Charlotte Perkins Gillman (1860-1935)
Contributing Editor: Elaine Hedges
Classroom Issues and Strategies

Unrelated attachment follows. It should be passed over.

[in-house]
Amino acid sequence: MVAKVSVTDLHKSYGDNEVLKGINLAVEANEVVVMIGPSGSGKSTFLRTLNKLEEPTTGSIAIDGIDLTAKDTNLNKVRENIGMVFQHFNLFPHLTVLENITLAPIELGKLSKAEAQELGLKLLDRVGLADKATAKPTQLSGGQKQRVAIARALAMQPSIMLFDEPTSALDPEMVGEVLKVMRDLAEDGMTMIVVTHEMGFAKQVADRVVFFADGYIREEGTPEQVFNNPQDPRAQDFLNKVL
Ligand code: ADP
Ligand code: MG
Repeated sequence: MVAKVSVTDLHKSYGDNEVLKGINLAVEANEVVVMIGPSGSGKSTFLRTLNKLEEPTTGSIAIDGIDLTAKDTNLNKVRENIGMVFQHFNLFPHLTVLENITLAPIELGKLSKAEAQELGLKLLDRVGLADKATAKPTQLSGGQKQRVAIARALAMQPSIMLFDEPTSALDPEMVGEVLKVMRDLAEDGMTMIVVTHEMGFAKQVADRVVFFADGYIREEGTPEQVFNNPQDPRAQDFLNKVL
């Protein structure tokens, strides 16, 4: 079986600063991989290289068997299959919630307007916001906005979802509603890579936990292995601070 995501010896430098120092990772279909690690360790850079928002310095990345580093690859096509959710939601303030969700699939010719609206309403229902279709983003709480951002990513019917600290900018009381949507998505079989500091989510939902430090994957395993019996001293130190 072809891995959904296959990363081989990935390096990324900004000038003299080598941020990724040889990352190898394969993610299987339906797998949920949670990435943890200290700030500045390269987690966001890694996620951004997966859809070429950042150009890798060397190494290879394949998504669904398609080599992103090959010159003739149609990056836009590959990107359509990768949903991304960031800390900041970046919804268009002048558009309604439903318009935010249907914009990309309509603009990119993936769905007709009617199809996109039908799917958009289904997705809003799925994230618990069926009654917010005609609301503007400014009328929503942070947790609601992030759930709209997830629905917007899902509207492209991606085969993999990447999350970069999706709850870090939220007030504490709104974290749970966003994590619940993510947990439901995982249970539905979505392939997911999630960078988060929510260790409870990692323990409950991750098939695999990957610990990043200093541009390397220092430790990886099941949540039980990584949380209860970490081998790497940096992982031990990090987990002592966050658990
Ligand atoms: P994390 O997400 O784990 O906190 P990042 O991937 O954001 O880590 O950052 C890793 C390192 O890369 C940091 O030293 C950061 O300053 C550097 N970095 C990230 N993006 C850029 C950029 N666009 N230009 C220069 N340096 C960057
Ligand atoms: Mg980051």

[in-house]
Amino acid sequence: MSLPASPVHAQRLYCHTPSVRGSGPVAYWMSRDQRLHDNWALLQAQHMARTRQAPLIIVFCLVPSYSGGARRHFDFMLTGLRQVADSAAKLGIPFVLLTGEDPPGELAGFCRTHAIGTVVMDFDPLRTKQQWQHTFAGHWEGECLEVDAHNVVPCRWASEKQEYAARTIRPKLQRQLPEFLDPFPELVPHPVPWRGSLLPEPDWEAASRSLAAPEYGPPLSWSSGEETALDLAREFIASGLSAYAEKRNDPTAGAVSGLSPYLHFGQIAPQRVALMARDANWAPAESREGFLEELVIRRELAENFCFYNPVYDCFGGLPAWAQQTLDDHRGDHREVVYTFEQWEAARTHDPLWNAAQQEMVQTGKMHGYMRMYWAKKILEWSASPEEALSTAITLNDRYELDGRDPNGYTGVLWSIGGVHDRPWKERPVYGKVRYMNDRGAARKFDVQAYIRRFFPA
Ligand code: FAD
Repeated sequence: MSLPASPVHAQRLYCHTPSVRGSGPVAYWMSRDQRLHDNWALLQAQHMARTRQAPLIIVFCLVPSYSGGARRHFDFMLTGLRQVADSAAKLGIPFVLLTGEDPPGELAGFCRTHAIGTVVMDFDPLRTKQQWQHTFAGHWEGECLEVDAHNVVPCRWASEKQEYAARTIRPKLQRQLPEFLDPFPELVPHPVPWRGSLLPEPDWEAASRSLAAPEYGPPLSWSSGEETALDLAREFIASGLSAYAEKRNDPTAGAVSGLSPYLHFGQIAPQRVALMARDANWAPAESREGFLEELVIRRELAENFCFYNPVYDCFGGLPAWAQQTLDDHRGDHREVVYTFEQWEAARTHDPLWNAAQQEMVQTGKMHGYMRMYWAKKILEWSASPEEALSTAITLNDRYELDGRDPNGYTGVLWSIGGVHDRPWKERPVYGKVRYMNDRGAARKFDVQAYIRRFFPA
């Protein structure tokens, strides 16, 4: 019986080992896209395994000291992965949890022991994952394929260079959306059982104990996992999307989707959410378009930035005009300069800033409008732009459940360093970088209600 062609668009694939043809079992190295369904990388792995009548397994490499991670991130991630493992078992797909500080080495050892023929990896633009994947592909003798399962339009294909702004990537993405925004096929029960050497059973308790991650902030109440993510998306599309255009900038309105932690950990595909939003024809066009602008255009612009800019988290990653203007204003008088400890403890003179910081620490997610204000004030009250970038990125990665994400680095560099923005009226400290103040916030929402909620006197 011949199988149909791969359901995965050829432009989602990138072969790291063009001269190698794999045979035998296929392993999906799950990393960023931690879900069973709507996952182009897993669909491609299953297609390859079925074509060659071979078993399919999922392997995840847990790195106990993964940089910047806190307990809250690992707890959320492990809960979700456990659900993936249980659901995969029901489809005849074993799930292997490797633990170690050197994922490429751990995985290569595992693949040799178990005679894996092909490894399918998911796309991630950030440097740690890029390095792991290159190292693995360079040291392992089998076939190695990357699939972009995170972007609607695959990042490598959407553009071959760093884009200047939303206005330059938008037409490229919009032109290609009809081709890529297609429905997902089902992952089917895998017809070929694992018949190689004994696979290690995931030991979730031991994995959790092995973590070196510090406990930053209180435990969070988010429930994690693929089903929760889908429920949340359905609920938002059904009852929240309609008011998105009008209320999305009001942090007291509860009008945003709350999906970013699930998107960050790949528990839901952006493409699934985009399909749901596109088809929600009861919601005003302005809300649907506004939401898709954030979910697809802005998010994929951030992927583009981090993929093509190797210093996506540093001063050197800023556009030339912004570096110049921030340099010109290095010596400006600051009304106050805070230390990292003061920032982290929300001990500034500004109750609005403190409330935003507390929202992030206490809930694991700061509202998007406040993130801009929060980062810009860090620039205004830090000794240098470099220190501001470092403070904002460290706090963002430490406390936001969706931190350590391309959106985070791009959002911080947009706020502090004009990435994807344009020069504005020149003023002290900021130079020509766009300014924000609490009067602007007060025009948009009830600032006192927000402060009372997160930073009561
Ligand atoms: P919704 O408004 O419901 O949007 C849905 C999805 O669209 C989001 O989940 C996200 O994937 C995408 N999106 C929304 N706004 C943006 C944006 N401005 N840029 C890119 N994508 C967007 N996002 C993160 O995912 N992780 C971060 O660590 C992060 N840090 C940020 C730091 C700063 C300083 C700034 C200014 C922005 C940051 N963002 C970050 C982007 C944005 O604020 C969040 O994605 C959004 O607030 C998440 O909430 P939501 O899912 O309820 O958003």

Students respond well to "The Yellow Wall-Paper." They like the story and don't have serious difficulty understanding it, and they enjoy discussing the meanings of the wallpaper. They may, however, oversimplify the story, reading the ending either as the heroine's victory over her circumstances, or her defeat. Have students choose and defend one or the other of these positions for a classroom debate (with the aim of showing that there is no easy resolution). Students might also want to debate (attack or defend) the role of the husband in the story. Background information on medical treatment of women, and specifically white, middle-class women, in the nineteenth century, especially Dr. S. Weir Mitchell's "rest cure" (mentioned in the headnote) is useful. Naive students sometimes wonder why the woman in the story can't just leave; they need to understand the situation of white, middle-class married women in the nineteenth century: The censure against divorce, and their limited opportunities in the paid labor force. "Turned," like "The Yellow Wall-Paper," deals with the situation of women inside marriage, but it offers a wife who takes matters into her own hands and recreates her life. The two stories can thus be profitably compared and contrasted. Significant differences, of course, include the greater freedom (she is childless) and professional training (she can support herself) of the wife, Mrs. Marroner, in "Turned." Gilman, in her major sociological work, Women and Economics, argued that only economic independence would release women from their subordination within marriage, and Mrs. Marroner is an example of this thesis. One might note the changes in her attitude toward Gerta, from a class-biased one to one of female bonding. "Turned" is also noteworthy as a frank treatment of an issue--an employer's sexual abuse of a female domestic--that wasn't openly...
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